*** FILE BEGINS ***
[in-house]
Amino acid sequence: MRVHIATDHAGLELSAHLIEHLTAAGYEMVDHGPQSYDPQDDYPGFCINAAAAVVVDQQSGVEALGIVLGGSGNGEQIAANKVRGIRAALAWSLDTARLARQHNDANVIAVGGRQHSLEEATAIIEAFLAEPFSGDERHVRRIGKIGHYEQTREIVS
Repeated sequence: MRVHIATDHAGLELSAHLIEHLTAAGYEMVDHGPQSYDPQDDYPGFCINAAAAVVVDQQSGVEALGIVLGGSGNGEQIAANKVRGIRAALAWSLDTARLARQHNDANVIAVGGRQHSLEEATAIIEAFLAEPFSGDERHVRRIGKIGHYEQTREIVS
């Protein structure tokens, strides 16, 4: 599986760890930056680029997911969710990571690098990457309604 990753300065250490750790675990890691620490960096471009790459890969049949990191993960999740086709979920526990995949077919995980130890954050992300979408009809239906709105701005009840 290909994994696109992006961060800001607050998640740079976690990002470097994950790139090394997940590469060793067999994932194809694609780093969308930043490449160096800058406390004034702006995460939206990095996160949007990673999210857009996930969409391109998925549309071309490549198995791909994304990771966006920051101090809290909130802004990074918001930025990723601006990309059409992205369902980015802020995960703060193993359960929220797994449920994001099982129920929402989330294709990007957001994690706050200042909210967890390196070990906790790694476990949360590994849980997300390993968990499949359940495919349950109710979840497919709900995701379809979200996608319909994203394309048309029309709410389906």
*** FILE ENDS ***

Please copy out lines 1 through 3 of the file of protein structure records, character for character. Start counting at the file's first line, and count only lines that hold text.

[in-house]
Amino acid sequence: MRVHIATDHAGLELSAHLIEHLTAAGYEMVDHGPQSYDPQDDYPGFCINAAAAVVVDQQSGVEALGIVLGGSGNGEQIAANKVRGIRAALAWSLDTARLARQHNDANVIAVGGRQHSLEEATAIIEAFLAEPFSGDERHVRRIGKIGHYEQTREIVS
Repeated sequence: MRVHIATDHAGLELSAHLIEHLTAAGYEMVDHGPQSYDPQDDYPGFCINAAAAVVVDQQSGVEALGIVLGGSGNGEQIAANKVRGIRAALAWSLDTARLARQHNDANVIAVGGRQHSLEEATAIIEAFLAEPFSGDERHVRRIGKIGHYEQTREIVS